Sunday, August 3, 2014

Freedom to Read by Irene Latham

image found here
For a while our family (me, hubby, and three sons) used a box of questions to help guide our Family Supper conversation. Here's one I will never forget:

Which is more important: health, freedom, money or love?

We discussed them all – how poor health limits your freedom, how money gives you freedom, how love IS freedom. Ultimately, though, what we decided was that none of them were worth much without freedom.... which makes freedom the answer for us.

These days, whenever I do a gratitude list, freedom is always on the list. I feel so fortunate to have been born in a country that celebrates freedom, and to parents who believe giving kids the gift of freedom is one of the best ways to nurture them to adulthood.


While I have many stories of how being given the freedom to roam and explore led to a satisfying, imaginative childhood, the memory I'd like to share today comes from the summer I was fourteen. 

I had $25 in babysitting money, and when I went across the street to the neighbor's yard sale, I spent it all on a giant box of romance novels. I lugged the box home and proceeded to read every single one of those steamy-covered Cinderella-trope books. 

My parents never intervened, never said no, you're not old enough. And while I *might* have read some things I wasn't ready for, it was freedom with a capital F. I learned more from THAT than any of the words inside those covers.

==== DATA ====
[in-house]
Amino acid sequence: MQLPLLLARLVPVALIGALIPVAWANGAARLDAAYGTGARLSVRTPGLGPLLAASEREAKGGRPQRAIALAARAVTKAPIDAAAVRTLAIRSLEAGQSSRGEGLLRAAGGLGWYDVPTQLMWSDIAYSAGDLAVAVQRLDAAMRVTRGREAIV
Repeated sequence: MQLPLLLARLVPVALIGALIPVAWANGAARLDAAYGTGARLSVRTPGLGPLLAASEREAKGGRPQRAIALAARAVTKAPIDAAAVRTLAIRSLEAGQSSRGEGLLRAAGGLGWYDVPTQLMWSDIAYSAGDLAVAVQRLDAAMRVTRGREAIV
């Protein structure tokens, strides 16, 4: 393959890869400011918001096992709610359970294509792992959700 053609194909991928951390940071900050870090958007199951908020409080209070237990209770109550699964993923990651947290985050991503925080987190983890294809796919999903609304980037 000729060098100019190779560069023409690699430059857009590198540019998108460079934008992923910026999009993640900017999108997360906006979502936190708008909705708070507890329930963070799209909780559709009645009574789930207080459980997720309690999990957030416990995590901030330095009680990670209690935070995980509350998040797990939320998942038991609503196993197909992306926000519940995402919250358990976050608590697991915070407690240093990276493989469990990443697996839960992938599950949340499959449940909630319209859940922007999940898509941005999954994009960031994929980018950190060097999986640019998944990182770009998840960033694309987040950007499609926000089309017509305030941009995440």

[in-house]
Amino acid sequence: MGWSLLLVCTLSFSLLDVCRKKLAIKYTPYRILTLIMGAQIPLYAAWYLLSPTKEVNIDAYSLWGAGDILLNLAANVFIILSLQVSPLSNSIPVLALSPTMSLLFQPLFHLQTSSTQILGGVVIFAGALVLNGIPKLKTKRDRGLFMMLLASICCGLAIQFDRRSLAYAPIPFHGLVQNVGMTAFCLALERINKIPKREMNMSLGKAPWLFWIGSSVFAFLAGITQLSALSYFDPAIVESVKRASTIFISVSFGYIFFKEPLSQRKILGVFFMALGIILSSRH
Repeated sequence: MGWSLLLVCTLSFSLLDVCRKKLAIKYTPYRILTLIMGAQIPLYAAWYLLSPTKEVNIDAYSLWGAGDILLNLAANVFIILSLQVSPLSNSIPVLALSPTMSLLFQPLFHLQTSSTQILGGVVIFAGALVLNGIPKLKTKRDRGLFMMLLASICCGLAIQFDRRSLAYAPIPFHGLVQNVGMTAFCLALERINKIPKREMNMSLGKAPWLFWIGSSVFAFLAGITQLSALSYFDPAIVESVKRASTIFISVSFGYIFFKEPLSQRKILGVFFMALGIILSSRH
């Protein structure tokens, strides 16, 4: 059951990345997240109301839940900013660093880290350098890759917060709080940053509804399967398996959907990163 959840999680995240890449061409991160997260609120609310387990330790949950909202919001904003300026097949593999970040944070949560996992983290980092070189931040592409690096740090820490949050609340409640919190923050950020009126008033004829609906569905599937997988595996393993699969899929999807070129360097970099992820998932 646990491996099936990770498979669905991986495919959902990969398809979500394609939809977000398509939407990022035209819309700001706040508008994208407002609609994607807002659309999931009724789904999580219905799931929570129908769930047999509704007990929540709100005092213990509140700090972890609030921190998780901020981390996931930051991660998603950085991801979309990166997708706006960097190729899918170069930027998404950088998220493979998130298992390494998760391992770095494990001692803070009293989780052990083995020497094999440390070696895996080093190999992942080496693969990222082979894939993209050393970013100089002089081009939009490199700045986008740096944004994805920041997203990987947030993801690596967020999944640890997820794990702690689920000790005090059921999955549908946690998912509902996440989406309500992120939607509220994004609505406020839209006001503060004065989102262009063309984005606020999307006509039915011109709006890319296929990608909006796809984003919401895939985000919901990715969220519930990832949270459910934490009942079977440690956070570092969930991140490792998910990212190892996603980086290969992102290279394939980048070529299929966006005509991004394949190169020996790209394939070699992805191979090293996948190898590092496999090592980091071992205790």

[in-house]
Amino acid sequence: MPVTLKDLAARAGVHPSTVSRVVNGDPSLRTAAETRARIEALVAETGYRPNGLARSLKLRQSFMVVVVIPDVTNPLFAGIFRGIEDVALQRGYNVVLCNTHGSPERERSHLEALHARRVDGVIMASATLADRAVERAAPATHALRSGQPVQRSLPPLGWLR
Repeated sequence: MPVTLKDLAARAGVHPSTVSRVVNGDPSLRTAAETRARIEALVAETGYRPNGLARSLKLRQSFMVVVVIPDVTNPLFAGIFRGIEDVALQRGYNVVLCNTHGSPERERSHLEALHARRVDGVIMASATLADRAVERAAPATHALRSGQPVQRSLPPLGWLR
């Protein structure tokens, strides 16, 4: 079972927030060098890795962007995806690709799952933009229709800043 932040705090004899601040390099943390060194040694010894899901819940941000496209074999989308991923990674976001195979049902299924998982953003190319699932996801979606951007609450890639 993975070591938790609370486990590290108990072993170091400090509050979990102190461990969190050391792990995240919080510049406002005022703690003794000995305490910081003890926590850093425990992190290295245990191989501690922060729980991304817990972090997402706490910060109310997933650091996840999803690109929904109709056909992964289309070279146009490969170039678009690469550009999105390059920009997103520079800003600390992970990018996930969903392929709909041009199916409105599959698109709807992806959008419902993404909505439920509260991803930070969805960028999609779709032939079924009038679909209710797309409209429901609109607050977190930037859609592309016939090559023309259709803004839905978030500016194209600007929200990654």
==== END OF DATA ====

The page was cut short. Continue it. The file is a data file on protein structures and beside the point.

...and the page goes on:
I'm so grateful!

11 comments:

  1. Great Post Irene. Freedom IS the answer.

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  2. In fifth grade my friends and I raced through books by Judy Blume, Norma Fox Mazer, and Cynthia Voigt -- plus the Flowers in the Attic series. My parents never intervened, and I agree that was the greatest lesson. When you respect a child's freedom to read, you're telling them you respect them.

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    1. Yes to respect, Megan! Age is such a ridiculous measure anyway. Varies so greatly from person to person... and in my experience you get out of a book exactly what you're ready for.

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  3. Sing it sista! Freedom is the answer. (and thanks for giving me a great idea for dinner conversation)

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    1. Singing with you, Tracy. :) We still break out the question box from time to time... and it's definitely part of our family culture.

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  4. I had the same experience growing up as Megan did...That really is true--it's a powerful thing being given respect when you're a child...

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    1. So glad this was your experience, Holly! Thanks for sharing. xo

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  5. Irene, I had the same experience with books. My mom never censored any of my choices--and I found great freedom in choosing and reading books. It opens up a whole world!

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  6. Exactly. I'd already chosen FREEDOM - before I read the rest of your dinner table convo. :-)

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  7. I love your story! I had that kind of freedom, too, and have to remember the wonder and joy of that for my own daughter. :-)

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